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An area conservationist has a list of demands that Illiana Expressway organizers need to heed if it goes forward with its massive interstate passageway.
“For the most part, soils in the corridor are clay or silt-based soils of the Valparaiso Moraine. For these soils to remain productive, surface drainage with a subsurface drainage component is essential to soil productivity and to long-term soil health,” Bill Moran, a district conservationist with the Natural Resources Conservation Service, a division of the U.S. Department of Agriculture, said. He said it has been suggested an elevated highway would take care of farming and drainage issues.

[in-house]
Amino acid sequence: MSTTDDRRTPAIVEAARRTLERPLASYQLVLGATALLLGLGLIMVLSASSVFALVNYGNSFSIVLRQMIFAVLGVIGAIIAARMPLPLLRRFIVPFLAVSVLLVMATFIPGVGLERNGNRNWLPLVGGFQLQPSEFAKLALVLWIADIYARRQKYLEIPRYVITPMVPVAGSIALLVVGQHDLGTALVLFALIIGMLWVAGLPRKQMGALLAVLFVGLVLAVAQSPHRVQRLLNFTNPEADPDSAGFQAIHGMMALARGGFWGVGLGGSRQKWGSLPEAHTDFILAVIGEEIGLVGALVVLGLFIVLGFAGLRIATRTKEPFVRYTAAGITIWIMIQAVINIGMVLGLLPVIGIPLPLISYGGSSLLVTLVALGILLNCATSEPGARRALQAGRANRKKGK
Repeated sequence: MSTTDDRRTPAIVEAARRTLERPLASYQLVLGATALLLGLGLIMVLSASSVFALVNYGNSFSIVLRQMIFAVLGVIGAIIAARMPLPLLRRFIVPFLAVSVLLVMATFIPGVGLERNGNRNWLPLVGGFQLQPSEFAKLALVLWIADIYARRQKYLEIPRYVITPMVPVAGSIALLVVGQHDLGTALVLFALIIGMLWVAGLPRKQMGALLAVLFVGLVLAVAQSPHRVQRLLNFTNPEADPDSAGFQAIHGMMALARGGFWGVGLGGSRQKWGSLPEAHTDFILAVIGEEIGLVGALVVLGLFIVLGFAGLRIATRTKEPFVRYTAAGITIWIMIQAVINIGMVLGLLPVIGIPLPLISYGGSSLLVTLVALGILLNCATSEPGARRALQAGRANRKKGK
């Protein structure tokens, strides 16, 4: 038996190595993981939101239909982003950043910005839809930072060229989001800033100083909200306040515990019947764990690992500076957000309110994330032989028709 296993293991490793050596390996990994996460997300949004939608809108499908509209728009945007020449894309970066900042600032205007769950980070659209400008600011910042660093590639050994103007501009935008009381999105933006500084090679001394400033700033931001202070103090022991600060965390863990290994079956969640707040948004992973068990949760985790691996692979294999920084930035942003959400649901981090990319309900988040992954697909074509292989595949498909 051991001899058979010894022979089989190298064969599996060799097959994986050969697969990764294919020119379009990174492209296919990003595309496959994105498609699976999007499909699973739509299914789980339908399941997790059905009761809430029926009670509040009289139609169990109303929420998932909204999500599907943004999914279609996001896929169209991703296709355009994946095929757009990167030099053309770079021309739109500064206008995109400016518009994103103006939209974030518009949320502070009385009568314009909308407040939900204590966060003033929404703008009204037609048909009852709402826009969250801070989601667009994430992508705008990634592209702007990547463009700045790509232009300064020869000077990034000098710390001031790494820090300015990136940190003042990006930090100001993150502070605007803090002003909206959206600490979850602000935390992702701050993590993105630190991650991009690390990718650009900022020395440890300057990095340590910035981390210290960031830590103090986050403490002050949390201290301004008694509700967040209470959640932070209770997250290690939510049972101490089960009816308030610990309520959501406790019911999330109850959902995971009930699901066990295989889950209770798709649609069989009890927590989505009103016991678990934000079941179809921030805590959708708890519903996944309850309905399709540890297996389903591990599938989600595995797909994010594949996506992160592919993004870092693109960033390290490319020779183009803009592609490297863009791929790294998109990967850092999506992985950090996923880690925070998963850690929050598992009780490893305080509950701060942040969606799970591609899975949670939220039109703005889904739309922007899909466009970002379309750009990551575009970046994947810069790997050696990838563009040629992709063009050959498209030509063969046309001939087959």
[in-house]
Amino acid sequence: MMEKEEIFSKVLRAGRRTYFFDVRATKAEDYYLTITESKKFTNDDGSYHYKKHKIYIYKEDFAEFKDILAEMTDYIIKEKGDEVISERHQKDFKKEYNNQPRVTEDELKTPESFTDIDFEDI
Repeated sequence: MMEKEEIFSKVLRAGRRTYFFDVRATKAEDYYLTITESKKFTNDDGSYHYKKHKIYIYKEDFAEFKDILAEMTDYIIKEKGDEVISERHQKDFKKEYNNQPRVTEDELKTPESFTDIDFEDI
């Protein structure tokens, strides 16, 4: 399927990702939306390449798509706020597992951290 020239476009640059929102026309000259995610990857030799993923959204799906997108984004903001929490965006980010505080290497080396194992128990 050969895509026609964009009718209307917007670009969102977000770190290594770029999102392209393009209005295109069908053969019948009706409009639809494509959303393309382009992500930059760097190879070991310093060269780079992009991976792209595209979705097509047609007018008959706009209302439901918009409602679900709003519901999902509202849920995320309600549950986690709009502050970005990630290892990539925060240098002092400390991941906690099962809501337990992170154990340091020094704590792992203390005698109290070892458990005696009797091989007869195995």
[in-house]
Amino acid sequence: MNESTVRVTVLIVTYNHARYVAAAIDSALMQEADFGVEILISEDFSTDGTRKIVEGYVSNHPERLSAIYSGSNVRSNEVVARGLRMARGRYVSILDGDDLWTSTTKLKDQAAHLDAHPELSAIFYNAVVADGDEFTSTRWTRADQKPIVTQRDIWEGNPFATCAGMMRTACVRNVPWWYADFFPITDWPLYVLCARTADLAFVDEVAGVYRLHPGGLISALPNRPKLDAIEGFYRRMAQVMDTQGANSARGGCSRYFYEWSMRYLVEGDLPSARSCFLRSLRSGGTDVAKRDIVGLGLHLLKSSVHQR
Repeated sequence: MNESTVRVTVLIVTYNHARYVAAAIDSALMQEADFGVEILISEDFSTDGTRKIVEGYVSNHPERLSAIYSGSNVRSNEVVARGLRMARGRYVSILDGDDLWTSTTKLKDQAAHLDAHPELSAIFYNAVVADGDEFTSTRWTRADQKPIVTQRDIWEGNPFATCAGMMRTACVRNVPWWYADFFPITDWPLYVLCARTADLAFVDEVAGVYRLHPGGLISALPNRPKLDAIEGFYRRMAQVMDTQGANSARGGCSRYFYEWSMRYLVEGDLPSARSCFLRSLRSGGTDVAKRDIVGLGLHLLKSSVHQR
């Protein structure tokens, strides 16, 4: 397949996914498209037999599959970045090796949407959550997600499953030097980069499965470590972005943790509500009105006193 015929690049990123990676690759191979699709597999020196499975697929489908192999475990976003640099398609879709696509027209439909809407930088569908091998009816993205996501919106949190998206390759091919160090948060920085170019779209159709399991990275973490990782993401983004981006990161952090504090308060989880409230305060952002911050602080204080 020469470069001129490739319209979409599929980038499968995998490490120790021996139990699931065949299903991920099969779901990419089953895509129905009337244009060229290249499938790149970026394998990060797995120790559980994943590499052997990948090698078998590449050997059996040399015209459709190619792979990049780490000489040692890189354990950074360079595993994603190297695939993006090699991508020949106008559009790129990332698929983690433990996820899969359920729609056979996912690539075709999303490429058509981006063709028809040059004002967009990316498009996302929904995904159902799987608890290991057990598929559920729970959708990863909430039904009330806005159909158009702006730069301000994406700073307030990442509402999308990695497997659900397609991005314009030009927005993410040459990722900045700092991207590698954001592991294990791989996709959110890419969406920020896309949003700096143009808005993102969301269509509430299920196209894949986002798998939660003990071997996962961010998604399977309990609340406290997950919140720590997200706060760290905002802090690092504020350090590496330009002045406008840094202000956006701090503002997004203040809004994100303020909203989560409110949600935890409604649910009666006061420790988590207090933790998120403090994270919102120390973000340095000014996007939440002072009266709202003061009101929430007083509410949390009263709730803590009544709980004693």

Moran suggested an agriculture district should be established in Lake County if the project moves forward. Mitigation funds would be used to buy development rights to preserve an area of prime and unique farmland equal in size to that being lost in the county.
Moran said the proposed Illiana route cuts through no fewer than 23 major farming operations affecting at least 46 farm families.
SEVER STOREY NOTE: Mr. Moran makes some great points. Often one of the more overlooked aspects of land acquisition for highways is the impact on drainage or water access. These effects demand attention from IDOT and INDOT and are absolutely compensable under both state’s eminent domain laws.
If you think you may be affected by the Illiana Expressway and/or are interested in a free consultation, contact our eminent domain landowner attorneys at 1-888-318-3761 or visit us on the web at www.landownerattorneys.com.
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